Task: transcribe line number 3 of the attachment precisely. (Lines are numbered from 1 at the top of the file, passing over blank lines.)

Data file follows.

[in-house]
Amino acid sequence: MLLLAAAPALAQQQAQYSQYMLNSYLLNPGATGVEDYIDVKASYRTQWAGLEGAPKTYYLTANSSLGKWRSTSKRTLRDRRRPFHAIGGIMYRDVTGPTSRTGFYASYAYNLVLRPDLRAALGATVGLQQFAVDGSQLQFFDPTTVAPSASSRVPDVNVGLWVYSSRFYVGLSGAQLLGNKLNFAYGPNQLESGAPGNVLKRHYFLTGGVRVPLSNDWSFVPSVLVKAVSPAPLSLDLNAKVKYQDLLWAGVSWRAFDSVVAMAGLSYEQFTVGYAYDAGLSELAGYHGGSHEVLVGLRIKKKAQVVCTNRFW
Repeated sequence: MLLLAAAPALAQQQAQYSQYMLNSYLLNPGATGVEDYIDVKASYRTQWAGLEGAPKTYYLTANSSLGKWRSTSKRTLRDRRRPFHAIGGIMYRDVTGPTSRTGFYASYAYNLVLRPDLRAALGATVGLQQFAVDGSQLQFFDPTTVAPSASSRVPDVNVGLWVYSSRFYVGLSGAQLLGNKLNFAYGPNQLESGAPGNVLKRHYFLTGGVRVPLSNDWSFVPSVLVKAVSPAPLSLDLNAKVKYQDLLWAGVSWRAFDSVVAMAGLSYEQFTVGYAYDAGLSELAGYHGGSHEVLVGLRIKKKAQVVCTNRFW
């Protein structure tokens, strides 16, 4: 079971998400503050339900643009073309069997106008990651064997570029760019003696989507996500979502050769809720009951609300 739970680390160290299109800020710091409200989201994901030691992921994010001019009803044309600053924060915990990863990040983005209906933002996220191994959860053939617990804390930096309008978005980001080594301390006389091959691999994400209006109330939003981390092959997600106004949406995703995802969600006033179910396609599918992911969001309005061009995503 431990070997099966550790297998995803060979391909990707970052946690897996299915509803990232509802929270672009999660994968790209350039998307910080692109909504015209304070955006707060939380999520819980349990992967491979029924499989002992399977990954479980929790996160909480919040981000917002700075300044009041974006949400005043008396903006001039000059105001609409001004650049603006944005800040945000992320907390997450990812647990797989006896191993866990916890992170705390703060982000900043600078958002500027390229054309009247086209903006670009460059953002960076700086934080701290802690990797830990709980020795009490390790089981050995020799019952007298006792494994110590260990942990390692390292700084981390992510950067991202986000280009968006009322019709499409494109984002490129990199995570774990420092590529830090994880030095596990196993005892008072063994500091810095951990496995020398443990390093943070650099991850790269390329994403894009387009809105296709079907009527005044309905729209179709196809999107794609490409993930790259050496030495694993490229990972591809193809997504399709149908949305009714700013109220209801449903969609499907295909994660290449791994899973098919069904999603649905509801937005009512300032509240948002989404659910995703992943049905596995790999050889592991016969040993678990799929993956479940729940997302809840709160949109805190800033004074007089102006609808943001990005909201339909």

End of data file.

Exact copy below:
Repeated sequence: MLLLAAAPALAQQQAQYSQYMLNSYLLNPGATGVEDYIDVKASYRTQWAGLEGAPKTYYLTANSSLGKWRSTSKRTLRDRRRPFHAIGGIMYRDVTGPTSRTGFYASYAYNLVLRPDLRAALGATVGLQQFAVDGSQLQFFDPTTVAPSASSRVPDVNVGLWVYSSRFYVGLSGAQLLGNKLNFAYGPNQLESGAPGNVLKRHYFLTGGVRVPLSNDWSFVPSVLVKAVSPAPLSLDLNAKVKYQDLLWAGVSWRAFDSVVAMAGLSYEQFTVGYAYDAGLSELAGYHGGSHEVLVGLRIKKKAQVVCTNRFW